In 2007, Erik Larsen was asked about the status of the project, and explained “Alan had a falling out with one of the creators on the 1963 project and he did not want to re-open those wounds. That ship may have sailed, sorry to say.” [2] Moore has publicly expressed much frustration with Jim Lee for selling Wildstorm comics (which owns Moore’s America’s Best Comics line) to DC (whom Moore had sworn to never work for again), but it is unconfirmed whether this is what Larsen was referring to. More probably, Larsen was referencing the fact that Moore had cut ties with Steve Bissette due to personal issues.[3]

The comics also contained advertisements for 1963 #1/2, which never surfaced either. It is unclear whether this was an alternate name for the annual, an alternate name for an ashcan edition (Mystery, Inc. and Horus were both published as ashcans), or another facet to the project which never came to fruition.

The Tomorrow Syndicate are the only characters to be featured outside of the original miniseries, having made an appearance alongside Big Bang Comics‘ Round Table of America, in an issue of Jim Valentino‘s A Touch of Silver. The Fury also appeared alongside the Syndicate in an issue of Valentino’s Shadowhawk, during which the title character traveled back to the past in search of a cure for the AIDS virus.


Issue one introduced Mystery Incorporated, a Fantastic Four surrogate featuring Crystal Man (based on Mister Fantastic), Neon Queen (based on Invisible Woman), Kid Dynamo (based on Human Torch) and Planet (based on The Thing).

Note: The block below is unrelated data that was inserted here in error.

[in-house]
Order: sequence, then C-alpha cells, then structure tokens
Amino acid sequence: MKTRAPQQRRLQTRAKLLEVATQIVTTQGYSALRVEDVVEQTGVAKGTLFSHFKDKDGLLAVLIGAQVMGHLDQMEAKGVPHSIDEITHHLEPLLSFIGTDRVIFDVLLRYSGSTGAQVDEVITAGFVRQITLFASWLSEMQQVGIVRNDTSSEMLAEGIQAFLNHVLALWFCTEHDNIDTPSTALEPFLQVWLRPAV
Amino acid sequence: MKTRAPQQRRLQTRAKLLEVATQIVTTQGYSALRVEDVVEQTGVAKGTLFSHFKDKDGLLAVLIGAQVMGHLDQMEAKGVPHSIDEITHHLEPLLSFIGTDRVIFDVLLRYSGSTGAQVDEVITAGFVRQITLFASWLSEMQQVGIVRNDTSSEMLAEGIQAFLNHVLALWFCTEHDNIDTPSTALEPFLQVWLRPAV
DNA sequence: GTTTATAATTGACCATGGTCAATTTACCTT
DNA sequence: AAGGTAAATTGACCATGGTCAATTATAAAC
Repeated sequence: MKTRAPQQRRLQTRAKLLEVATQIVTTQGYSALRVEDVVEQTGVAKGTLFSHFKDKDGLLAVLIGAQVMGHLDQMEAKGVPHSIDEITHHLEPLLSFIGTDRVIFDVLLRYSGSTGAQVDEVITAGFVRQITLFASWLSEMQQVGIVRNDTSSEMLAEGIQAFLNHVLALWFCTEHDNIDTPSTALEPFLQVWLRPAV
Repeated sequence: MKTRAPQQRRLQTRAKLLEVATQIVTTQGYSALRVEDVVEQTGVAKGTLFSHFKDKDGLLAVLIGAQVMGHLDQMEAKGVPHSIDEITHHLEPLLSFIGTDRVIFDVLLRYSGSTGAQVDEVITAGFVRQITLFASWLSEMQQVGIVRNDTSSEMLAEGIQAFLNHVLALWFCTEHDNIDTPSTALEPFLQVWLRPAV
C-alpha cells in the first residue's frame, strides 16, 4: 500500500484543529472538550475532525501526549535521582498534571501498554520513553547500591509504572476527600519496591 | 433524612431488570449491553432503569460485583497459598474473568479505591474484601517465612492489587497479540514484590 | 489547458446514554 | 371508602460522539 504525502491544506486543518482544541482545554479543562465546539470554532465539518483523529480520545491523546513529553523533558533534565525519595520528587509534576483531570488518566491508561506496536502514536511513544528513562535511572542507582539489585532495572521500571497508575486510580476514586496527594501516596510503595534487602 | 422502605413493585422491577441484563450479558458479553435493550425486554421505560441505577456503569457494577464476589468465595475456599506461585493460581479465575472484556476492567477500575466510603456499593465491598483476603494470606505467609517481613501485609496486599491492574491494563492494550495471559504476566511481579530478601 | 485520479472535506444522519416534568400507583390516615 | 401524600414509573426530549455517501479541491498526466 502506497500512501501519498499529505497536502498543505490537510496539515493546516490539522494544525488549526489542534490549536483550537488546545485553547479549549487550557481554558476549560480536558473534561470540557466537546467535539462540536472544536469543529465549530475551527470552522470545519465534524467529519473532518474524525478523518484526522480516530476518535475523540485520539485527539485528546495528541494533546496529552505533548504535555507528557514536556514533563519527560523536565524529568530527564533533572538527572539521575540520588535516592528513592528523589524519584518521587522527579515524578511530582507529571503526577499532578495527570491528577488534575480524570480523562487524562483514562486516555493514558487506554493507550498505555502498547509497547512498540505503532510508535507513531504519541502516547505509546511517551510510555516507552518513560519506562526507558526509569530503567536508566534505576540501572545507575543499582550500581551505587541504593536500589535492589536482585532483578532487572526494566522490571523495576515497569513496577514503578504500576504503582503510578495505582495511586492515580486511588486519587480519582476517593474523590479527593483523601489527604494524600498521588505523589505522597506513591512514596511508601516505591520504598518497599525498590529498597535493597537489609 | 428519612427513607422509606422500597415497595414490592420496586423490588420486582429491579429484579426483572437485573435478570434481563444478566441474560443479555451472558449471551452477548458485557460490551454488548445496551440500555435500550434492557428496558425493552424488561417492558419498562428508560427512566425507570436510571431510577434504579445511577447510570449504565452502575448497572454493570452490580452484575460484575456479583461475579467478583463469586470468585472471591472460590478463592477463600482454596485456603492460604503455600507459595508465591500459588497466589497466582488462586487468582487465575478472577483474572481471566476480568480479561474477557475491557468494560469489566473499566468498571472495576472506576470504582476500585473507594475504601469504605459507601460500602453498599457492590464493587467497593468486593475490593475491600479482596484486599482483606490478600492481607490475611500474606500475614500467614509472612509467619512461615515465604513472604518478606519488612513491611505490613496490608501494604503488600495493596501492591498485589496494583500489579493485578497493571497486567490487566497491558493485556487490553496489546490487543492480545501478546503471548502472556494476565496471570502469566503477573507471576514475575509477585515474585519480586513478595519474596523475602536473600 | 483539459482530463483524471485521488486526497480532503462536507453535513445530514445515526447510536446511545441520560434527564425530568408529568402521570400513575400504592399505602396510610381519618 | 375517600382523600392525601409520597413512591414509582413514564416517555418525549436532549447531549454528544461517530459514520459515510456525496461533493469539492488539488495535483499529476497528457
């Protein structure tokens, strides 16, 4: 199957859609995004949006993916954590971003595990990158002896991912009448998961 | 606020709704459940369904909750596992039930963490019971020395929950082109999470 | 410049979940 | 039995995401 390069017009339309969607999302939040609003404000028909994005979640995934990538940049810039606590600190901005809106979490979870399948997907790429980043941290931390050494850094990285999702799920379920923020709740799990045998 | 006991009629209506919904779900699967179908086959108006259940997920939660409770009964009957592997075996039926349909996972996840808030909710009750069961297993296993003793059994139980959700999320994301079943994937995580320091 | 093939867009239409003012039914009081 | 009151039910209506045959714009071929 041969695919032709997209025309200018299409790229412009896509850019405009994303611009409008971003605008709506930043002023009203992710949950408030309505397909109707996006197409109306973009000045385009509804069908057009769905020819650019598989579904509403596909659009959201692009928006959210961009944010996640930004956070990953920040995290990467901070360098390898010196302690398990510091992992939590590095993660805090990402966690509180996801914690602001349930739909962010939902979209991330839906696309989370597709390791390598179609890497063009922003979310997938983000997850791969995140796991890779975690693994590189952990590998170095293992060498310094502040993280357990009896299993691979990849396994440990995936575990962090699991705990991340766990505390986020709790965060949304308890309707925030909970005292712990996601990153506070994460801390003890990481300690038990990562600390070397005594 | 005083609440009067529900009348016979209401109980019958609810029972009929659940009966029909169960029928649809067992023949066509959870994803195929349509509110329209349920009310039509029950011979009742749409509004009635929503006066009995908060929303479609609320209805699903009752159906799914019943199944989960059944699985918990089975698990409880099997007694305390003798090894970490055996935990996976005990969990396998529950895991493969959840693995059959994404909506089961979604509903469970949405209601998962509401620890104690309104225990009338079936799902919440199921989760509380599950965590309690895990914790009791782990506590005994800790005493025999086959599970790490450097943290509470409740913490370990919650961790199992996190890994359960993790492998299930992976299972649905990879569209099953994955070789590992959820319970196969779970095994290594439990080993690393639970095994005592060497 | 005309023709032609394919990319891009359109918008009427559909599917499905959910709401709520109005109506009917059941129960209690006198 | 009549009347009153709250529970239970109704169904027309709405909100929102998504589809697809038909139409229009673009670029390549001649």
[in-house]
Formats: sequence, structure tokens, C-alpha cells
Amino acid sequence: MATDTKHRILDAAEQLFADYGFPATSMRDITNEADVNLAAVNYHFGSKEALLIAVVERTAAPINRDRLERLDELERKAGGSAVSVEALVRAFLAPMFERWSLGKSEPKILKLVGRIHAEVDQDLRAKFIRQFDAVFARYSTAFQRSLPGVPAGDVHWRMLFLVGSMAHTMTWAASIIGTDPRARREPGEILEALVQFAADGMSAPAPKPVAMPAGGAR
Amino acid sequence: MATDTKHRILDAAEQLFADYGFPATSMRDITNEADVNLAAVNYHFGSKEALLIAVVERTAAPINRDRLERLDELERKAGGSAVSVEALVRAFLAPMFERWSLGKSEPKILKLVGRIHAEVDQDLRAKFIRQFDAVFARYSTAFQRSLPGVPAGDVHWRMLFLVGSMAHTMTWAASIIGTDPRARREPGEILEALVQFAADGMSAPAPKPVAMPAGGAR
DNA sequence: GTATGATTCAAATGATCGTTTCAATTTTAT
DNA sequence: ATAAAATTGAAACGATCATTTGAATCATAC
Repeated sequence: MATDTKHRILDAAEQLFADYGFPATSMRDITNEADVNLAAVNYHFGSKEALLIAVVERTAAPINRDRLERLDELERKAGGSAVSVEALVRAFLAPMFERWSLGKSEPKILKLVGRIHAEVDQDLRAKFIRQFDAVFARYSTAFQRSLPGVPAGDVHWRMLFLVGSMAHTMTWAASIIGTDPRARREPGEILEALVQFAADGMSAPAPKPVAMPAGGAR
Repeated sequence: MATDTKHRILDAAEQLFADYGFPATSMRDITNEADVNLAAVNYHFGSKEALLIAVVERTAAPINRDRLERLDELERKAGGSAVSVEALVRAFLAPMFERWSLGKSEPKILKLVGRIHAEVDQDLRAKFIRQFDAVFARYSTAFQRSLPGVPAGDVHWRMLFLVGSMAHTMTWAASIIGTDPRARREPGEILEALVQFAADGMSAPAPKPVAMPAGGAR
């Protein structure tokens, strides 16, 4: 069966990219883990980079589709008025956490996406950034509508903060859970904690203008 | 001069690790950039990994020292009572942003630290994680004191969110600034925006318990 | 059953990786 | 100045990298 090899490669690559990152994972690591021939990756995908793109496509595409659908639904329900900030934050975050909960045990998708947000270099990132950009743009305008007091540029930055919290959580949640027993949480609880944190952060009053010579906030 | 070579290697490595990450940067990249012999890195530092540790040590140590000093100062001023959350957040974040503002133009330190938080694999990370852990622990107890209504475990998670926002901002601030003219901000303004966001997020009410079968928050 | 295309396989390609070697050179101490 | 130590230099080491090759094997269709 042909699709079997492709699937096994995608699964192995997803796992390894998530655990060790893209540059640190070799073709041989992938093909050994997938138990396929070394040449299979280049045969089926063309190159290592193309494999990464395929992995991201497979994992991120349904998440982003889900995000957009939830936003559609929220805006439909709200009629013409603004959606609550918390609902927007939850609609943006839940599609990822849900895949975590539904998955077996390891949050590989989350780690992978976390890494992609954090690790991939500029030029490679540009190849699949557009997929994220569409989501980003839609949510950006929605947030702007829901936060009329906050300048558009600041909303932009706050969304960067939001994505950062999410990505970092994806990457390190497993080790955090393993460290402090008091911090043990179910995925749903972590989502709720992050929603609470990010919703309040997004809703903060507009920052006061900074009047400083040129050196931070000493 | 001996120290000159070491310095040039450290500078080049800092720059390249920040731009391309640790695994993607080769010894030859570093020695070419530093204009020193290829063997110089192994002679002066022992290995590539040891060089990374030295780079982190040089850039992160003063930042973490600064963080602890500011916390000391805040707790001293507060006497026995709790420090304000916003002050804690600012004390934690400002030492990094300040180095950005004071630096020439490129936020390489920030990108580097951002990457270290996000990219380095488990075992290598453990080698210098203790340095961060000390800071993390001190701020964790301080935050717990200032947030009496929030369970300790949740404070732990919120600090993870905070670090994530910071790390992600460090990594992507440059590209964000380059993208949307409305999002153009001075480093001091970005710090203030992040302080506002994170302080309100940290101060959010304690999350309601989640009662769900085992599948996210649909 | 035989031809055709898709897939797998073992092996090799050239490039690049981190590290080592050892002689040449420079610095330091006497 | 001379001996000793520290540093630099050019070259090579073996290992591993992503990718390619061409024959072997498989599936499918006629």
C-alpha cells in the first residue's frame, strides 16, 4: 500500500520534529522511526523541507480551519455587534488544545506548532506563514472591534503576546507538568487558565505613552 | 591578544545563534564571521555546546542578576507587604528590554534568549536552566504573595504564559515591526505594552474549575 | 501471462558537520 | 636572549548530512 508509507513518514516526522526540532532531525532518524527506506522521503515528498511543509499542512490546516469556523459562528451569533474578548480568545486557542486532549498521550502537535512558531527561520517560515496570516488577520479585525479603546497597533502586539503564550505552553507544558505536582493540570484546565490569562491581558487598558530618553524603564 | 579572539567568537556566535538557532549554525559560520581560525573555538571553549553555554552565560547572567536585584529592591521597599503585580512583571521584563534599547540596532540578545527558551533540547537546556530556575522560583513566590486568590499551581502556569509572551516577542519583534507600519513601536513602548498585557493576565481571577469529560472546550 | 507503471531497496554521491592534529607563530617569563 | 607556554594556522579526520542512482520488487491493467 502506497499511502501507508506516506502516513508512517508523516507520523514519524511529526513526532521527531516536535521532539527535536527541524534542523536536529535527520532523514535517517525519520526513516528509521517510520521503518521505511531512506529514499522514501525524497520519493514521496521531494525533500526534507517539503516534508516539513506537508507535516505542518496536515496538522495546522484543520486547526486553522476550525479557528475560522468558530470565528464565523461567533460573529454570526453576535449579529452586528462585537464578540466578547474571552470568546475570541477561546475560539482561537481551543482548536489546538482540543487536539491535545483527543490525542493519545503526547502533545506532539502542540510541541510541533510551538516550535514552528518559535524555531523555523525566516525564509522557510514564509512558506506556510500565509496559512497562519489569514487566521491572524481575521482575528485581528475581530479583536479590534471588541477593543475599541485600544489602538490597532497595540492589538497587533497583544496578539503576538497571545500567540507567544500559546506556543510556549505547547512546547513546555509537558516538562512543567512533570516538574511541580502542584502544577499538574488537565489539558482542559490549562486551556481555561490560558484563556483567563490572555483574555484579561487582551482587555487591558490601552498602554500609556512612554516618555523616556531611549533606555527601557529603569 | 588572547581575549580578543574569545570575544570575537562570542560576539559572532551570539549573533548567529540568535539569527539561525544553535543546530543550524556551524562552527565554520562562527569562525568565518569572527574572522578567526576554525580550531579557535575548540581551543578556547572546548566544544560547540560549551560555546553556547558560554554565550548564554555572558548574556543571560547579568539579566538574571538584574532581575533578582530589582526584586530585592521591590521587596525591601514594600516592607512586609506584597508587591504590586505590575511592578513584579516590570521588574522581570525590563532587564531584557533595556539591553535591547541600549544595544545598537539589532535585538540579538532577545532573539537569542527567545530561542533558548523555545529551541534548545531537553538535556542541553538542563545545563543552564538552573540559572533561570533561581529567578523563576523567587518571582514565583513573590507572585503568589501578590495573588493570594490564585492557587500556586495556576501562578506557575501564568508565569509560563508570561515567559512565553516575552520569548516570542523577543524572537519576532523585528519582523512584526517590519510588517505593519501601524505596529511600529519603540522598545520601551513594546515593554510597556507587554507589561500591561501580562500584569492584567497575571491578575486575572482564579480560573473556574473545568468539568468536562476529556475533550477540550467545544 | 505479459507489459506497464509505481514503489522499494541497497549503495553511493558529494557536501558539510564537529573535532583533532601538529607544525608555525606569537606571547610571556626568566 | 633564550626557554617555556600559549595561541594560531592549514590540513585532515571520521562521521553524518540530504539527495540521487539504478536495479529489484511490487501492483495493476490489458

Issue two, No-one Escapes the Fury, featured The Fury, based on Spider-Man, as well as Sky Solo, Lady of L.A.S.E.R., a female version of Nick Fury, agent of S.H.I.E.L.D..

Issue three, an anthology comic called Tales of the Uncanny, featured USA, Ultimate Special Agent based on Captain America, and Hypernaut, who was based on Iron Man, with elements taken from Silver Surfer, Green Lantern and Swamp Thing.

Issue four, another anthology comic called Tales From Beyond, introduces readers to N-Man, based on The Incredible Hulk, and Johnny Beyond, a beatnik version of Dr. Strange.

Issue five was devoted to Horus, Lord of Light, based on The Mighty Thor.

Issue six told the story of the Tomorrow Syndicate, based on the Avengers. This comic brought back Horus, Lord of Light, Hypernaut, N-Man, and USA, and also introduced Infra-Man, based on Henry Pym, and Infra-Girl, based on Janet Van Dyne.


  1. ^ 1963 annual at Comicon
  2. ^ Erik Larson comment, Newsarama
  3. ^ Erik Larsen quoted in Johnston, Rich. “Lying In The Gutters,” Comic Book Resources (Sept. 29, 2008): “Same thing happened in a sense — to 1963. I called Alan about that at one point after he and Steve Bissette had a falling out and its time had passed — Alan didn’t want to have anything to do with it.” Accessed Mar. 17, 2009. Archived 2009-05-04.